Blood plasma from recovered COVID-19 patients safe to use: Study

ISLAMABAD            -       Researchers in the US have found that COVID-19 patients who received transfusions of blood plasma from people who recovered found the treatment was safe.

The study of 20,000 hospitalised patients with COVID-19, published in the Mayo Clinic Proceedings, suggests that giving blood plasma to people early in the disease may be beneficial.

“Our efforts to understand convalescent plasma continue. We’re optimistic but must remain objective as we assess increasing amounts of data,” said study lead author Michael Joyner from the Mayo Clinic in the US.

The safety report assessed the seven days following transfusion for hospitalised patients between April 3 and June 11 who were deemed at risk of progressing to a severe or life-threatening condition, Medical News Daily reported.

The findings showed that Seven-day mortality rates declined to 8.6 per cent compared to 12 per cent in a previous safety study of the first 5,000 transfused patients. Serious adverse events continued to be less than one per cent. This expanded safety report reveals a decline in mortality which appears contemporary with the more rapid availability of plasma for use, but the authors caution that this alone does not provide any evidence on the effectiveness of convalescent plasma for treating COVID-19. Given the accelerating use of the therapy, research is now broadening its focus to determine indicators of efficacy. At this time, convalescent plasma therapy is the only antibody-based therapy for COVID-19.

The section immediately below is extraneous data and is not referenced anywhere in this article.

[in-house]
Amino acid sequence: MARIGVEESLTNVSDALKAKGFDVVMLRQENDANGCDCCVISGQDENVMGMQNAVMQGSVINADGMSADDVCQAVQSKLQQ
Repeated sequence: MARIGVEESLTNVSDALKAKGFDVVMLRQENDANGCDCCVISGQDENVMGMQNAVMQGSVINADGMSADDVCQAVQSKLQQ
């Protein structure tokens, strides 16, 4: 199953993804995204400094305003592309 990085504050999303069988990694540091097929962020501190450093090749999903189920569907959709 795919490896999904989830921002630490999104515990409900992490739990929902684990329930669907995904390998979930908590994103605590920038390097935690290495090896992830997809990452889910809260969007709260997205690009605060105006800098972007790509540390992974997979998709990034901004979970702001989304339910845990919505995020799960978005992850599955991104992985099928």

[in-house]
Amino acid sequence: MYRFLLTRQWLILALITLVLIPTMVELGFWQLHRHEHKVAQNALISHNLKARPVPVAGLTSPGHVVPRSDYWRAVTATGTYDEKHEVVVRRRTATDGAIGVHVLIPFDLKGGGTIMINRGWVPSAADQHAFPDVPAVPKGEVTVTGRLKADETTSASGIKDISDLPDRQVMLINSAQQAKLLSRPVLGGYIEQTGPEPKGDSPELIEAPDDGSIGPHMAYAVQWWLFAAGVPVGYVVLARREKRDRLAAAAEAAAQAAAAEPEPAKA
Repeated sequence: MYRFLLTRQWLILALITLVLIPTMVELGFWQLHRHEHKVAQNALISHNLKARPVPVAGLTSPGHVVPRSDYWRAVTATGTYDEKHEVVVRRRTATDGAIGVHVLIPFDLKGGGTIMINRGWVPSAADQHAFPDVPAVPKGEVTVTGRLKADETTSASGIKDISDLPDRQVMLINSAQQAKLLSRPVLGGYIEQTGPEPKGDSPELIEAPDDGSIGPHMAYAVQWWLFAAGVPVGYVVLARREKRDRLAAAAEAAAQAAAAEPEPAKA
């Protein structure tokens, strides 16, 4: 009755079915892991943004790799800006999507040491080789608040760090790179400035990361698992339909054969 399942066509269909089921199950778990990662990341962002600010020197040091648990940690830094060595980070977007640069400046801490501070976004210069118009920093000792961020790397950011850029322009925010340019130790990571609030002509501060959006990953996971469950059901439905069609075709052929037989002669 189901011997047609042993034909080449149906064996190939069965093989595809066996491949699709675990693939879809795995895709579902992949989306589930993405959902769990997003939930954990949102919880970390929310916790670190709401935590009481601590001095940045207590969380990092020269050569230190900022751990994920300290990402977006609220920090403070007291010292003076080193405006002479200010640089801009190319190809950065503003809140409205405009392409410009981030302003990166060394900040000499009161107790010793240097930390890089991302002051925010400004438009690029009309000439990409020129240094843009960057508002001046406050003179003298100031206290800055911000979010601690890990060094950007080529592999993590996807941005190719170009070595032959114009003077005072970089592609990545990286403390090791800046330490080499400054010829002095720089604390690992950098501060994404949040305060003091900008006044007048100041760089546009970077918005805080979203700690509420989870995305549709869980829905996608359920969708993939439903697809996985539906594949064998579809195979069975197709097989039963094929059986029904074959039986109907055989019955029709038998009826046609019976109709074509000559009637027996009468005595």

The researchers said that while the mortality rate has decreased, the patients in the latter part of this study were less critically ill.

They also said the decrease may be in part due to improved medical care based on increased knowledge during the pandemic and that more of the patients received the plasma earlier in their hospital treatment.

The research team noted that there was no system in place for delivering convalescent plasma in March and now there is sufficient donation to meet most of the demand.Also, as donors came forward more rapidly, it was more likely their plasma contained neutralising antibodies, they wrote.

As of Friday morning, the overall number of global Covid-19 cases has topped to over 8.4 million, while the deaths have surged to more than 453,000. With 2,189,128 cases and 118,421 deaths, the US continues with the world’s highest number of COVID-19 infections and fatalities, according to the Johns Hopkins University.



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